(View exact match)hatchetCATEGORY: artifact
DEFINITION: A small, handled ax.
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DEFINITION: The site of a Middle Neolithic settlement (end of 3rd millennium BC) on the shores of Lake Federsee in southern Germany. There are foundations of about 25 rectangular houses around the lake. They were built of timber, usually divided into two rooms, and most contained a hearth and clay oven. A large central building was likely used for communal purposes and there are some storage structures. Small polished stone hatchets, bone implements, Shoe-Last Adzes, and unpainted pedestal pottery bowls are among the artifacts.KerbschnittSYNONYMS OR RELATED TERMS: chip carving, chip-carving
DEFINITION: The technique of carving or decorating wood by use of an ax or hatchet.armorSYNONYMS OR RELATED TERMS: arms, armour, body armor
DEFINITION: Protective clothing with the ability to deflect or absorb arrows, bullets, lances, swords, or other weapons during combat. There are three main types: 1) armor made of leather, fabric, or mixed materials reinforced by quilting or felt, 2) mail, of interwoven rings or iron or steel, and 3) rigid armor of metal, plastic, horn, wood, or other tough material, including plate armor of the Middle Ages' knights. Armor was used well before historical records were kept by primitive warriors. The first was likely made of leather hides and included helmets. It was found that in the 11th century BC, Chinese warriors wore 5-7 layers of rhinoceros skin. Greek heavy infantry wore thick, multilayered linen cuirasses in the 5th century BC. Armor is found along with arrows, clubs, hammers, hatchets, and other weaponry and is often ornamented. The defensive armor, the shield, and thorax, were called hopla, and people wearing them were called hoplites.axSYNONYMS OR RELATED TERMS: axe
DEFINITION: One of the last major categories of stone tool to be invented, around the end of the last Ice Age in the Palaeolithic. A flat, heavy cutting tool of stone or metal (bronze) in which the cutting edge is parallel to the haft and which might have the head and handle in one piece. Its main function was for woodworking (hewing, cleaving, or chopping trees) but it was also used as a weapon of war, as the battle-ax. There are many forms of ax, depending on the different materials and methods of hafting. The word ax is now used instead of celt. "Hand-ax" is used to denote the earlier implement which was not hafted. In Mesolithic times stone axes were usually chipped from a block of flint and could be resharpened by the removal of a flake from the end. In the Neolithic axes were polished and often perforated to aid hafting. Axes are now usually iron with a steel edge or blade and fixed by means of a socket in the handle. Smaller lighter ones are called hatchets.chip-carvingSYNONYMS OR RELATED TERMS: chip carving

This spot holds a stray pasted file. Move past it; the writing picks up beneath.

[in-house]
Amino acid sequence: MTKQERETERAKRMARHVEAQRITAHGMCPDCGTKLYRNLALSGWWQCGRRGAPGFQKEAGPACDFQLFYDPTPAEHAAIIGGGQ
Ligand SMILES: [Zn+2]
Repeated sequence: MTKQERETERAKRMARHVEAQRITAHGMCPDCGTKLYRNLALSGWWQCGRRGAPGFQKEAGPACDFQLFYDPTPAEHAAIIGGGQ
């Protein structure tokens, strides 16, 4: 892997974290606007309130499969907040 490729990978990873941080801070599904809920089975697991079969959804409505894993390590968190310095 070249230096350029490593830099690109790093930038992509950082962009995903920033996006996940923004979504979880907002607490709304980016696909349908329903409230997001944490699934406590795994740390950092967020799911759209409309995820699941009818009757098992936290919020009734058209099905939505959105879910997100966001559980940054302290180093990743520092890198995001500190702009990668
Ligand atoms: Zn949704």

DEFINITION: A technique of decoration with the use of an ax, hatchet, mallet, and/or chisel, which probably originated in the Roman and Celtic world. The technique was adapted by Germanic wood-carvers to make animal ornaments and by metalsmiths of the Migration Period. This excised decoration was done by cutting from the surface triangular and rectilinear small chips. The end result was a pattern of combined V-shaped incisions, with a glittering faceted appearance. It is found in woodwork and pottery, when it has to be done before the clay is fired. False relief is a special version of this technique. Examples are the Tassilo Chalice (Kremsmünster Abbey, Austria) and the Lindau Gospels book cover (Pierpont Morgan Library, New York City).edge-ground stone toolCATEGORY: lithics
DEFINITION: A tool classification of Pleistocene northern Australia and New Guinea and Southeast Asia comprised of hatchets, flakes, and other tools. Important sites include Nawamoyn, Malangangerr, Arnhem Land, Cape York, New Guinea Highlands. Edge-ground tools do not appear until the late Holocene elsewhere in Australia; they are completely absent from Tasmania. In Southeast Asia, it comprises flaked stone tools which are sharpened by grinding or polishing the cutting edge only. They existed in the Bacsonian and Hoabhinian periods.kodjaCATEGORY: lithics
DEFINITION: A type of flaked stone hatchet of southwest Australia, made with two stones hafted in a ball of resin on the end of a stick, known for 2000-3000 years. One stone is used for pounding and the other is sharp for chopping.